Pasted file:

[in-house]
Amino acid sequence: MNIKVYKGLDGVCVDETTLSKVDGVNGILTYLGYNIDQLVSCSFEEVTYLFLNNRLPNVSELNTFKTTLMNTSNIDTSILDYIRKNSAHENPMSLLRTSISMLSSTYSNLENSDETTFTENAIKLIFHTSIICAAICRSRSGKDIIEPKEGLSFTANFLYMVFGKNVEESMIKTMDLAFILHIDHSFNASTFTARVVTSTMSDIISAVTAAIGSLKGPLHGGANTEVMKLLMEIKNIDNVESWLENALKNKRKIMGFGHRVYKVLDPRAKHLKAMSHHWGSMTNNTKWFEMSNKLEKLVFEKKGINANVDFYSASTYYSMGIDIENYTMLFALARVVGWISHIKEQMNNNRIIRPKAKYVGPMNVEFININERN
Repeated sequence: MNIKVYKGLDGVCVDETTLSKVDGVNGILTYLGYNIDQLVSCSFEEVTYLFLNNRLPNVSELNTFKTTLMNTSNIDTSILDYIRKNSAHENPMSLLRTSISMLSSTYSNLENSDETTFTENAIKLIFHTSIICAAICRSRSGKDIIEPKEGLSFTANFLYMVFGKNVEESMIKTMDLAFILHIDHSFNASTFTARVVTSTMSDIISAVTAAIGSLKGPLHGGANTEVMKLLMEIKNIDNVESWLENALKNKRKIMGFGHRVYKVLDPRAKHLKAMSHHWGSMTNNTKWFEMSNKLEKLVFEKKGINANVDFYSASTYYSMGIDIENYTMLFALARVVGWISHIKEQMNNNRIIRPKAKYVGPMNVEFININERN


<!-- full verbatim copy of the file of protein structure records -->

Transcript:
[in-house]
Amino acid sequence: MNIKVYKGLDGVCVDETTLSKVDGVNGILTYLGYNIDQLVSCSFEEVTYLFLNNRLPNVSELNTFKTTLMNTSNIDTSILDYIRKNSAHENPMSLLRTSISMLSSTYSNLENSDETTFTENAIKLIFHTSIICAAICRSRSGKDIIEPKEGLSFTANFLYMVFGKNVEESMIKTMDLAFILHIDHSFNASTFTARVVTSTMSDIISAVTAAIGSLKGPLHGGANTEVMKLLMEIKNIDNVESWLENALKNKRKIMGFGHRVYKVLDPRAKHLKAMSHHWGSMTNNTKWFEMSNKLEKLVFEKKGINANVDFYSASTYYSMGIDIENYTMLFALARVVGWISHIKEQMNNNRIIRPKAKYVGPMNVEFININERN
Repeated sequence: MNIKVYKGLDGVCVDETTLSKVDGVNGILTYLGYNIDQLVSCSFEEVTYLFLNNRLPNVSELNTFKTTLMNTSNIDTSILDYIRKNSAHENPMSLLRTSISMLSSTYSNLENSDETTFTENAIKLIFHTSIICAAICRSRSGKDIIEPKEGLSFTANFLYMVFGKNVEESMIKTMDLAFILHIDHSFNASTFTARVVTSTMSDIISAVTAAIGSLKGPLHGGANTEVMKLLMEIKNIDNVESWLENALKNKRKIMGFGHRVYKVLDPRAKHLKAMSHHWGSMTNNTKWFEMSNKLEKLVFEKKGINANVDFYSASTYYSMGIDIENYTMLFALARVVGWISHIKEQMNNNRIIRPKAKYVGPMNVEFININERN